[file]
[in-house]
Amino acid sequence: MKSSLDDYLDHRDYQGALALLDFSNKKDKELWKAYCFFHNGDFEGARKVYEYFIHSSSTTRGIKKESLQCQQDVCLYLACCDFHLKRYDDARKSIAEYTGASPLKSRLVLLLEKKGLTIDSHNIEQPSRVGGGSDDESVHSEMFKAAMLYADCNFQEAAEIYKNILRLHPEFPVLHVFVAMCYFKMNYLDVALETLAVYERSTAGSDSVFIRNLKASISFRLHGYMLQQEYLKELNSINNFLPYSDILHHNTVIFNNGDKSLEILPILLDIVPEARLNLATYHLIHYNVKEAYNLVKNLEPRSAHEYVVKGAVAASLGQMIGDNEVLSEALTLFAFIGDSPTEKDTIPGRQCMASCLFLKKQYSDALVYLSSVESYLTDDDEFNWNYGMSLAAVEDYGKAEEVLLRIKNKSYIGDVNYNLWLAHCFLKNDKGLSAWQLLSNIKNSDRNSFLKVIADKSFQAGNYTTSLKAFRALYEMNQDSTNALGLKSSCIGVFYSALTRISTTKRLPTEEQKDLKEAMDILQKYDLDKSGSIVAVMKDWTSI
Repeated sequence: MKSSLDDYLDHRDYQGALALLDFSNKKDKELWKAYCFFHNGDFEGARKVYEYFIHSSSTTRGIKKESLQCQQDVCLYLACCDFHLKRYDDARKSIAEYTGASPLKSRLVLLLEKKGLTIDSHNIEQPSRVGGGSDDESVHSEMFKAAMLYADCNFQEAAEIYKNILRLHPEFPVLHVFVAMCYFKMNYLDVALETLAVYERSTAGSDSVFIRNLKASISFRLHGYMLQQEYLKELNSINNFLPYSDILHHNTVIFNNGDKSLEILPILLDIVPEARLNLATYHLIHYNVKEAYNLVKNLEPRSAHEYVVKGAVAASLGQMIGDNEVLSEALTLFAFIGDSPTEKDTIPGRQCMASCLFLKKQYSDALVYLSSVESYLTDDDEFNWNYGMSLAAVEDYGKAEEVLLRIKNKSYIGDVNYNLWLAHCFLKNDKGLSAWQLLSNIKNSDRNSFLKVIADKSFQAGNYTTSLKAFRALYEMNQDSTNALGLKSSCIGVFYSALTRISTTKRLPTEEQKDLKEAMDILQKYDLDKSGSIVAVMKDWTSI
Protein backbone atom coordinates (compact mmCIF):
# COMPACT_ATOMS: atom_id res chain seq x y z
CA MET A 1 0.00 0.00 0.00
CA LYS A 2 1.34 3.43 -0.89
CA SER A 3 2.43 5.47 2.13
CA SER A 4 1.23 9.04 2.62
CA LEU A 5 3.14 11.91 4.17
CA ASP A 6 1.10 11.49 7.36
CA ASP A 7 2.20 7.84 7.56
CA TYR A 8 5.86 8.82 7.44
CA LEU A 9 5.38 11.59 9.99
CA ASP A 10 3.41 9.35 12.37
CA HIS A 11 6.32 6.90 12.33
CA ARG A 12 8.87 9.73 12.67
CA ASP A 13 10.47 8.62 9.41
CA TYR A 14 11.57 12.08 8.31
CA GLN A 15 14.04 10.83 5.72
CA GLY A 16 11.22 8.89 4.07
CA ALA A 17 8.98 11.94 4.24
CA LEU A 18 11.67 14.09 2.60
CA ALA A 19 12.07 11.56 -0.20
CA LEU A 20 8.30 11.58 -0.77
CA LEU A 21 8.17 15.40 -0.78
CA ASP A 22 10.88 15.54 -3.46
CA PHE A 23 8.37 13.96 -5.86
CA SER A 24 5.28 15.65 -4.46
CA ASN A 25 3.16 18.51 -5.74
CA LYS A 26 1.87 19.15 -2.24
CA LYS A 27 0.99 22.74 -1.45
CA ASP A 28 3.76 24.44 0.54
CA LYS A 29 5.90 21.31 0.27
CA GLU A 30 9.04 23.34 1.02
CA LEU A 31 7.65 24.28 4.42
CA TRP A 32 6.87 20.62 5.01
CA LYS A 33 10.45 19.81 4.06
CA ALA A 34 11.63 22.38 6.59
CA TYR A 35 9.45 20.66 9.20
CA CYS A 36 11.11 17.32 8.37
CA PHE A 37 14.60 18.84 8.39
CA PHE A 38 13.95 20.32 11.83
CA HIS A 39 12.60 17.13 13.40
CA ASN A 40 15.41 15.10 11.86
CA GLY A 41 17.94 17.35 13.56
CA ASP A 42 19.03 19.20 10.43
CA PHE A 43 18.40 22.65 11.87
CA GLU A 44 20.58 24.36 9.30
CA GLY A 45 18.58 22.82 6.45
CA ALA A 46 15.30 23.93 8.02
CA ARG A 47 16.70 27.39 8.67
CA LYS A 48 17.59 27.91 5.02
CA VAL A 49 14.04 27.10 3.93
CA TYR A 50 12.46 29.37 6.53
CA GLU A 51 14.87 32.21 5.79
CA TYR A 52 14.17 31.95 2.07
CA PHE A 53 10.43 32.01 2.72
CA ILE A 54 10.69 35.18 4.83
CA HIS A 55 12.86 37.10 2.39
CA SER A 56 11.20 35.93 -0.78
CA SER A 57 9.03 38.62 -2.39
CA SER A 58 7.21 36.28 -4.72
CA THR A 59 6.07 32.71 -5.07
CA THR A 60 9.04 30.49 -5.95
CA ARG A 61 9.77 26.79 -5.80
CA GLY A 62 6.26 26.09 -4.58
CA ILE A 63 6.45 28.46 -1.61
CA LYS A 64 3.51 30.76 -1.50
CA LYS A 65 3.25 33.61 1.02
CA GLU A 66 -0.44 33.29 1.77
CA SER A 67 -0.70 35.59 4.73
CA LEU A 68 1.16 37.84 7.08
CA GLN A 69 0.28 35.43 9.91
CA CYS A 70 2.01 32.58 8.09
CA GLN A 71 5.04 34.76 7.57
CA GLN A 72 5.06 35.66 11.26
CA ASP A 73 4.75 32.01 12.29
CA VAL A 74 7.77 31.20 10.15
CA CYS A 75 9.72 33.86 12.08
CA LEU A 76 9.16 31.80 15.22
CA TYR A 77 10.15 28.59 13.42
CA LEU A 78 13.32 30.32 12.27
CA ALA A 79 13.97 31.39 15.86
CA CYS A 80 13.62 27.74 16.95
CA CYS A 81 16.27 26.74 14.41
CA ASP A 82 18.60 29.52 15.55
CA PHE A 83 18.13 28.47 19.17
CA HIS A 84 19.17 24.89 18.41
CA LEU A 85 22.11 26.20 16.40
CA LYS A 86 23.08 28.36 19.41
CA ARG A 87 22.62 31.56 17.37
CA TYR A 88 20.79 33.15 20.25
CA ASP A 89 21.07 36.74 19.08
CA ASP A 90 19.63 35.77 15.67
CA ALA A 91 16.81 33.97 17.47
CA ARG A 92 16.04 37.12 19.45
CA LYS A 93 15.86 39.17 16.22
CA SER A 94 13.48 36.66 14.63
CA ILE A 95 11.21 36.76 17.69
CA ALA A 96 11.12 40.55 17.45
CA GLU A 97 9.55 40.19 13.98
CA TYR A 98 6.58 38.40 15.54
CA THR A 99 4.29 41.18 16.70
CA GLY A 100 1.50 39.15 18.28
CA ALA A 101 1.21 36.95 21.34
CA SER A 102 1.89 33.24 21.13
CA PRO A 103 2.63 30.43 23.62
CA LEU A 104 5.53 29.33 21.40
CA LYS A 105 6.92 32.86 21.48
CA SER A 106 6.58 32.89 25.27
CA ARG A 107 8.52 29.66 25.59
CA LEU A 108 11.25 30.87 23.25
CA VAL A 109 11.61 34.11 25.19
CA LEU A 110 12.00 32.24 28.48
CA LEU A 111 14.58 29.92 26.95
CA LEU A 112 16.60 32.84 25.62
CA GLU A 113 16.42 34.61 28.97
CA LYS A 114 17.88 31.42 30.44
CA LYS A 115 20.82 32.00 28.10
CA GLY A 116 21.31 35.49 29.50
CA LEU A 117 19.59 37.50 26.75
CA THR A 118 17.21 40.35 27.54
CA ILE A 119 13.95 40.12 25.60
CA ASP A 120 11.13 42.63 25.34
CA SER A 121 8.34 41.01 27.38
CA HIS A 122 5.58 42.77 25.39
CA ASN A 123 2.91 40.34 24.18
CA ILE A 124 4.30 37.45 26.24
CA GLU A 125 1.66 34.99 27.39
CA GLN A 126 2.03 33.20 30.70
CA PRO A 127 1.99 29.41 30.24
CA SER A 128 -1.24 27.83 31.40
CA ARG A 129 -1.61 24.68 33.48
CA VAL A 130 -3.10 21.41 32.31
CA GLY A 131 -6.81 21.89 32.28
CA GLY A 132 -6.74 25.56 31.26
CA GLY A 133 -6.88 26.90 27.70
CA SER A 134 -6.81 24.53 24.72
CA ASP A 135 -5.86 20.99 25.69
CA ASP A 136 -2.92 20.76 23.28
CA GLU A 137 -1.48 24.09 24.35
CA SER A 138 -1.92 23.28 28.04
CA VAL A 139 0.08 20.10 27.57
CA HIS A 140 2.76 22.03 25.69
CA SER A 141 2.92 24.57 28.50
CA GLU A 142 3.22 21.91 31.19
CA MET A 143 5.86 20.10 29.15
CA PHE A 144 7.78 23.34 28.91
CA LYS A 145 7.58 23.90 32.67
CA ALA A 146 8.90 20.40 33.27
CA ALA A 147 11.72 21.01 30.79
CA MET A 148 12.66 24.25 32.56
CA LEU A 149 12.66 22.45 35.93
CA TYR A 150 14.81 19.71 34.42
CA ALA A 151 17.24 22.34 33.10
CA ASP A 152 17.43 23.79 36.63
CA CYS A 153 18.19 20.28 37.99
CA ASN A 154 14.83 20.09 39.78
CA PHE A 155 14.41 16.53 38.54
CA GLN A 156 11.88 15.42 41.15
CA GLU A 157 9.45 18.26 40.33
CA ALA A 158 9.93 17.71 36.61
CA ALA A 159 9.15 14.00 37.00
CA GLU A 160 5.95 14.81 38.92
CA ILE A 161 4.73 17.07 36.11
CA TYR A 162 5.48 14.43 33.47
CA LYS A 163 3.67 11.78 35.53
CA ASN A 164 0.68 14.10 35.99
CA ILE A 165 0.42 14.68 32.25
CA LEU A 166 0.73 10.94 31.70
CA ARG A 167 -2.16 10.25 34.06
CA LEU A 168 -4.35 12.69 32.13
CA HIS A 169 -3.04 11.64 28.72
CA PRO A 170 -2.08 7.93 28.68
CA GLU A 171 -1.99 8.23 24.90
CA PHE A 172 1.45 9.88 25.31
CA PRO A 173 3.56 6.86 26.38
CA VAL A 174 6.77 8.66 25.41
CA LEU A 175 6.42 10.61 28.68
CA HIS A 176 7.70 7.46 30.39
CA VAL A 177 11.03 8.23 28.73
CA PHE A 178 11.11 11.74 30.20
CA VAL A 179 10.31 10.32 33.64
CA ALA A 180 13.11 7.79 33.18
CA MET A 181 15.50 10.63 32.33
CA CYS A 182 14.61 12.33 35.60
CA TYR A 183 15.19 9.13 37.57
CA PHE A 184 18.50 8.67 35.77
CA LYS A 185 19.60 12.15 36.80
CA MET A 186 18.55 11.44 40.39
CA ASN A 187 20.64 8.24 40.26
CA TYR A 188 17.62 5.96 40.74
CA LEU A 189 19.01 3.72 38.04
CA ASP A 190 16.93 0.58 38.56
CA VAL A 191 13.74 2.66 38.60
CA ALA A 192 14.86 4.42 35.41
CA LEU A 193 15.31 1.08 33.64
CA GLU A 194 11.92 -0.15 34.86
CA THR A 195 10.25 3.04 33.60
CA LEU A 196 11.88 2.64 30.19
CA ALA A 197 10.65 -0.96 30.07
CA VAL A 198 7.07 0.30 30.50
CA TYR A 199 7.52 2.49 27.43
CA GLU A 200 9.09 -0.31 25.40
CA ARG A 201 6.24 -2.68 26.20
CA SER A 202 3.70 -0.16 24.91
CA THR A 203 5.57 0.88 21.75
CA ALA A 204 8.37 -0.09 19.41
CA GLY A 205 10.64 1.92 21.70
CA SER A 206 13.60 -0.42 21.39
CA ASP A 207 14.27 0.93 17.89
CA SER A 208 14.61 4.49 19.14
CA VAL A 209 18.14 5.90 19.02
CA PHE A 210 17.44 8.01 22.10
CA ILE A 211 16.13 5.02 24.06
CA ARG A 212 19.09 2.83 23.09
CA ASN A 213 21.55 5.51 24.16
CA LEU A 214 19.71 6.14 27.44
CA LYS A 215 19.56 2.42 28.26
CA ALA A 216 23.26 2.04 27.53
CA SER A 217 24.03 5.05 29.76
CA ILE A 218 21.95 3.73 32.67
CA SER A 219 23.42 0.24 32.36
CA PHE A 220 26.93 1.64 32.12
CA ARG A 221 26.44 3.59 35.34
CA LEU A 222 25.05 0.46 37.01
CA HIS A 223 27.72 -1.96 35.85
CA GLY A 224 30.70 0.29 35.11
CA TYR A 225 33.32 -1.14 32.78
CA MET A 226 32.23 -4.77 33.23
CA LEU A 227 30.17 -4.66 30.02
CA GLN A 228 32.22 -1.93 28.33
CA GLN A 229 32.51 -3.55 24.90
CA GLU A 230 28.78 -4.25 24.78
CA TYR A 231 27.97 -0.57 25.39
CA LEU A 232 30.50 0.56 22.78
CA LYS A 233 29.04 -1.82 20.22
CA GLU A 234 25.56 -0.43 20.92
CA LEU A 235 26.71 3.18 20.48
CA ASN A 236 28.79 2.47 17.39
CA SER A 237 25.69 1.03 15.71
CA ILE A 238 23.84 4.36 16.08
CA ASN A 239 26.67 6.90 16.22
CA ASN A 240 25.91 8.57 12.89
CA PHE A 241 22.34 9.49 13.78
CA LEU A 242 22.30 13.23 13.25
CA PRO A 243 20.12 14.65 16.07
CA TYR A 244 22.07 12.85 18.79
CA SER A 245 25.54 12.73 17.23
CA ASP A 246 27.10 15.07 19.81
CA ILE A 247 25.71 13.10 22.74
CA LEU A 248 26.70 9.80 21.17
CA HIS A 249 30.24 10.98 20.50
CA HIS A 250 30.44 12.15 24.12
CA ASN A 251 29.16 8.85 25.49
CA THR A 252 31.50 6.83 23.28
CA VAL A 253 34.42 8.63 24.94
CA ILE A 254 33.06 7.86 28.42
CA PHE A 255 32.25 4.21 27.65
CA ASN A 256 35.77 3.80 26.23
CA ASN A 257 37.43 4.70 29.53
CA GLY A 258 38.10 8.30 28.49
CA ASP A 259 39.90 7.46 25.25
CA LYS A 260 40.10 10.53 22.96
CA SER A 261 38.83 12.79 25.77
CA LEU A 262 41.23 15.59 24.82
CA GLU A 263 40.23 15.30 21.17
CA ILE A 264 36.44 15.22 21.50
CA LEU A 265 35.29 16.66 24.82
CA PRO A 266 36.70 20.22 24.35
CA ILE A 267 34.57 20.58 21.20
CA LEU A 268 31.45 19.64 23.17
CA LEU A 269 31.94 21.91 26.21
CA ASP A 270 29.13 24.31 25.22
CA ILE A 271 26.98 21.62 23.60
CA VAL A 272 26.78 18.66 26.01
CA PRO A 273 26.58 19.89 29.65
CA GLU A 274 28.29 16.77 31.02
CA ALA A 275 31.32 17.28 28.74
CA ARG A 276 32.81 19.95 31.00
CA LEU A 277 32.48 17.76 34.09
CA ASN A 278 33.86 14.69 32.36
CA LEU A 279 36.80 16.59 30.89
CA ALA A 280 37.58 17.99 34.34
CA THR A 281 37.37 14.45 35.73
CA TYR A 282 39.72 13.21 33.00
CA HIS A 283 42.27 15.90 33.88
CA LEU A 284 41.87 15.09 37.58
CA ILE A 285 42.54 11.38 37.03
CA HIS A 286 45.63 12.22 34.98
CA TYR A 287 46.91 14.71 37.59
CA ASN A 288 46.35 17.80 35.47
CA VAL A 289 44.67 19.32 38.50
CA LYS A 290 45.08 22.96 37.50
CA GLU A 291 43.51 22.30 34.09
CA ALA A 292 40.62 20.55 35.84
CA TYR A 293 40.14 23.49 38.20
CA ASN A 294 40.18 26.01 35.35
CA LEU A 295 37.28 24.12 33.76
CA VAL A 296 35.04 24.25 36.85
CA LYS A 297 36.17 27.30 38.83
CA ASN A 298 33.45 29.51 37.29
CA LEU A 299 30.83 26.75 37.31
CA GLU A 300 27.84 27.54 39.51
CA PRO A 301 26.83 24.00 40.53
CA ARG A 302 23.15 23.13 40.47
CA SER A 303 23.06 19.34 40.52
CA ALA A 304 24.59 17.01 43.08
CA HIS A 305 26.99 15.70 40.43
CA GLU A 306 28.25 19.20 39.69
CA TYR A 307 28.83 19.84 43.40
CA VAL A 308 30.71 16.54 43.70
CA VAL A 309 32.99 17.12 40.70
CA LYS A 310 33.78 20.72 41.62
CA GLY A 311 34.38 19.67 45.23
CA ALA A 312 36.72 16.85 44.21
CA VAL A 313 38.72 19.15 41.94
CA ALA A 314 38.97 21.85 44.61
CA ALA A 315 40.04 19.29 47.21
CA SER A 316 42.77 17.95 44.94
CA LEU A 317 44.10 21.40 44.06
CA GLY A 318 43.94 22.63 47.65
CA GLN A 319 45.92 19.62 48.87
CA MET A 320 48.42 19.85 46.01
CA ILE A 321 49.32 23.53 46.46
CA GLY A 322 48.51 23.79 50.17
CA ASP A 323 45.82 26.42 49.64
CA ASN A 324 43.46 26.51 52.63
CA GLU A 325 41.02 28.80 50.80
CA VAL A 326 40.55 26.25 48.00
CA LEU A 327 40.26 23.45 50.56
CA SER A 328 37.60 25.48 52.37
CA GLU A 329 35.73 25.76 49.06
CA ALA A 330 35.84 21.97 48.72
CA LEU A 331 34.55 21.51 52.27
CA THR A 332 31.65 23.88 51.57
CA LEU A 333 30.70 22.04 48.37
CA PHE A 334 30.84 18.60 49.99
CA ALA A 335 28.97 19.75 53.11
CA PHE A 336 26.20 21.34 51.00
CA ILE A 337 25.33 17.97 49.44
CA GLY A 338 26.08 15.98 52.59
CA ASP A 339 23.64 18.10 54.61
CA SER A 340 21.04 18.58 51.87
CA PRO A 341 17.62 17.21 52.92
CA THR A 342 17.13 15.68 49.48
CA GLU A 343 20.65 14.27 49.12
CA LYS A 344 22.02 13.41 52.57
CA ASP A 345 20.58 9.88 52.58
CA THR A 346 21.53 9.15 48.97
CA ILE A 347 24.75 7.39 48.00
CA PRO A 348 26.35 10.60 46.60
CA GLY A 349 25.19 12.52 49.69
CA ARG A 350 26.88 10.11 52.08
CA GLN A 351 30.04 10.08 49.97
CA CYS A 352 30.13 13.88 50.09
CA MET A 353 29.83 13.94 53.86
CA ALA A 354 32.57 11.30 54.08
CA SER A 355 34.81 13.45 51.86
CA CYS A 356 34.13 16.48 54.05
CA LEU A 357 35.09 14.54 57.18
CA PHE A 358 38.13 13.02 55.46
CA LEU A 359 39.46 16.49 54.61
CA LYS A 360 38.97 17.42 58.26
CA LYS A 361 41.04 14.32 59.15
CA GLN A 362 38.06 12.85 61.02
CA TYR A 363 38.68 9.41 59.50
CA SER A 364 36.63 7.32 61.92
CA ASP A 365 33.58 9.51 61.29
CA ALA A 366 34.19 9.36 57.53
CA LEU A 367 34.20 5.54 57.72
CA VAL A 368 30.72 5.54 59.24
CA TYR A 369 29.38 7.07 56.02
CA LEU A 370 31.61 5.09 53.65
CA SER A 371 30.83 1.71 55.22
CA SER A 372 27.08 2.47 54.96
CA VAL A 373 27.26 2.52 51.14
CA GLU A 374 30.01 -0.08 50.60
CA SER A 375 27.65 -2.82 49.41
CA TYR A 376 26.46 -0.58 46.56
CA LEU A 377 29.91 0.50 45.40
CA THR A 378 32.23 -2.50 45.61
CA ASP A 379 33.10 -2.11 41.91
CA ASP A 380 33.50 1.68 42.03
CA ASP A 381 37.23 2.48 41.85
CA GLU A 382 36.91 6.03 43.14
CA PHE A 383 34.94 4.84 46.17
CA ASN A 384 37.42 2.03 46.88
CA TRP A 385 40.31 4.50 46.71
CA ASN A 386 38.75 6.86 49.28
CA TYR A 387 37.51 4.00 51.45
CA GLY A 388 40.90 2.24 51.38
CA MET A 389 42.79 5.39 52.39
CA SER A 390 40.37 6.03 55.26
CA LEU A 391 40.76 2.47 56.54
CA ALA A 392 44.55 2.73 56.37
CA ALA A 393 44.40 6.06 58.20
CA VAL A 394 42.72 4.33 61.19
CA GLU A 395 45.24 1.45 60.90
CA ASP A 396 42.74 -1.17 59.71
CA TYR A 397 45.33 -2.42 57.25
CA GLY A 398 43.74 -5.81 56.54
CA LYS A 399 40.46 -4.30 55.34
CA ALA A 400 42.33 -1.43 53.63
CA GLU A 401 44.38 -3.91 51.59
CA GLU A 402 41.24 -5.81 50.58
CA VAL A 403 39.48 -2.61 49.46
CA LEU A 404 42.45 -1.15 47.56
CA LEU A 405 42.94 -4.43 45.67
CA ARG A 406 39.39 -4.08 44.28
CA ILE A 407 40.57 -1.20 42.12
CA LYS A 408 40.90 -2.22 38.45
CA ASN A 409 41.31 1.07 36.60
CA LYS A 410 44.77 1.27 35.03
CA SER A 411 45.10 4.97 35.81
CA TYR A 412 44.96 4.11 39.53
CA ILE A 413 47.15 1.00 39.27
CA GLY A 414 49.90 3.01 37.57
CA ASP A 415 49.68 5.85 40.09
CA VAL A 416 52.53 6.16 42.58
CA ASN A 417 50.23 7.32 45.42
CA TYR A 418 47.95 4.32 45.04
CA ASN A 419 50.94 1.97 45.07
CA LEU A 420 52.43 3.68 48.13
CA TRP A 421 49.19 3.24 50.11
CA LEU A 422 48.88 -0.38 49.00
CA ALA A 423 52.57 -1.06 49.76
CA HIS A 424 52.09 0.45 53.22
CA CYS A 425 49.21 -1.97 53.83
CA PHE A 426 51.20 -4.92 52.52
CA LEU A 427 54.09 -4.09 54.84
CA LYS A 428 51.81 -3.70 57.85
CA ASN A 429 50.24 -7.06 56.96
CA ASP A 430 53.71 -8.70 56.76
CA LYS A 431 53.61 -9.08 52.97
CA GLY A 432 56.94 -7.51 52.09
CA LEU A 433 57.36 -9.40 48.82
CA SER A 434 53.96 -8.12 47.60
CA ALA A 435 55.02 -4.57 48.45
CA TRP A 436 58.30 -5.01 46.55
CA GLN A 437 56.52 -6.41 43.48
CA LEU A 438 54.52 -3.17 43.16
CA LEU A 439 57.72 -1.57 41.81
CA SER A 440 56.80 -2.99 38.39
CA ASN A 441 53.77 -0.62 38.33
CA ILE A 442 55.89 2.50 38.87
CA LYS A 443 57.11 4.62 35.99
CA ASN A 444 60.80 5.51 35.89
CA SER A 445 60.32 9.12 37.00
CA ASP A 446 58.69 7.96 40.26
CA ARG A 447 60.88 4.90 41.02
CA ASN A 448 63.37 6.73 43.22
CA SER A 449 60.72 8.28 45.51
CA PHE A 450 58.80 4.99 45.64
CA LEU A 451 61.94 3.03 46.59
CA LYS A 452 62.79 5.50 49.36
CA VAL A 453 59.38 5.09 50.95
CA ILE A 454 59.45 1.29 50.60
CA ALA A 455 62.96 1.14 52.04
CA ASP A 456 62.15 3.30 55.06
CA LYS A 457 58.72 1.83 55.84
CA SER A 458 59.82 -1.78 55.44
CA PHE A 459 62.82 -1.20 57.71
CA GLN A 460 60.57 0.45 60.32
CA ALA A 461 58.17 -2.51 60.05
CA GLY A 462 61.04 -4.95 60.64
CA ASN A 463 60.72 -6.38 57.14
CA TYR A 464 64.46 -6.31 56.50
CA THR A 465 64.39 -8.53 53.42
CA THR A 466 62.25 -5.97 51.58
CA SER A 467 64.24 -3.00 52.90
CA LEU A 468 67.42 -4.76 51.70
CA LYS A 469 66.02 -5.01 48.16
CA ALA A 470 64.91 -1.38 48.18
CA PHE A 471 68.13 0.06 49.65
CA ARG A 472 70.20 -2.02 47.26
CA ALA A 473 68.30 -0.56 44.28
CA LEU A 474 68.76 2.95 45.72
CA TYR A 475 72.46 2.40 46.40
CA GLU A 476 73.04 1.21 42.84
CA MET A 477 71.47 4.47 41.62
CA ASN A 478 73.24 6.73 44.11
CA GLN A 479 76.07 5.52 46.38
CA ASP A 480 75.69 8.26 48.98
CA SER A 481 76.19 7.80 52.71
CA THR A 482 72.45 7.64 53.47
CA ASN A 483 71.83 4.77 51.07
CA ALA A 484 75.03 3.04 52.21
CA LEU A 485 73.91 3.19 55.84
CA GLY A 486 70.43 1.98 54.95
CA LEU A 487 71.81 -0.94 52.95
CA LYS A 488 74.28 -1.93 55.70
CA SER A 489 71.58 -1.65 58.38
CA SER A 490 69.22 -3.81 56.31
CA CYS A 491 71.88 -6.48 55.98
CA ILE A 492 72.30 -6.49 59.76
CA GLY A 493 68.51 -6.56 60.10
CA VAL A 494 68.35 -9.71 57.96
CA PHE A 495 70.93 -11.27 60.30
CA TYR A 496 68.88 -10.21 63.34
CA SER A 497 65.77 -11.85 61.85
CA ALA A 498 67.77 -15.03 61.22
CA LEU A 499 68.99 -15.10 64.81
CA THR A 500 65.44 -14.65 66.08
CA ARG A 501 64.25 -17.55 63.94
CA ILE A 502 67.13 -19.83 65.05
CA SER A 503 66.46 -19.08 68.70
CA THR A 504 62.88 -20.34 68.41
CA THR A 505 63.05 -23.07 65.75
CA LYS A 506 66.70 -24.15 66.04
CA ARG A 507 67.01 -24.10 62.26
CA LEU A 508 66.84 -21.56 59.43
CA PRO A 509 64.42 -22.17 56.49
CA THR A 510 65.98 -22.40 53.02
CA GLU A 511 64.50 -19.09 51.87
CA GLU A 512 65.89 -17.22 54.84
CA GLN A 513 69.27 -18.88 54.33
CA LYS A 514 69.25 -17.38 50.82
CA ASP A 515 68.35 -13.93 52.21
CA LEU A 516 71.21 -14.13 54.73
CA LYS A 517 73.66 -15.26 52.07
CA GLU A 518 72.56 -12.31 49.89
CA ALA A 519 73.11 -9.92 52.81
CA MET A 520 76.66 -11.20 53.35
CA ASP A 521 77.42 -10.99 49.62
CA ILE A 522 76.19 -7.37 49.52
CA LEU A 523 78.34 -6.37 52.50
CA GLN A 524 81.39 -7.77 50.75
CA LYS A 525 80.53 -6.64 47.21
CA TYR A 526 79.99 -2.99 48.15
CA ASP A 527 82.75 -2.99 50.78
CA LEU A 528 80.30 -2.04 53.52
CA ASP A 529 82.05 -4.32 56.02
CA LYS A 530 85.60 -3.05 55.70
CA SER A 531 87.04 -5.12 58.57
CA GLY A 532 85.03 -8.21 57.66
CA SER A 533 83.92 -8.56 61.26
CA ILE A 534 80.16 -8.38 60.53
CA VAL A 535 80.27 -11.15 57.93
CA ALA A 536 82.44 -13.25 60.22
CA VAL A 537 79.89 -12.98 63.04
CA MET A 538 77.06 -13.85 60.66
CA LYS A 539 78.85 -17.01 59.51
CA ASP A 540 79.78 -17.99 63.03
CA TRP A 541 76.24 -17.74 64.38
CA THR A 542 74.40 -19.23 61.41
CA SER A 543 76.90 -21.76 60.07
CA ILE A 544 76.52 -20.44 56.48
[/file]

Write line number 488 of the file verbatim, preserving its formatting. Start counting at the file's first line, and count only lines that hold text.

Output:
CA ASN A 483 71.83 4.77 51.07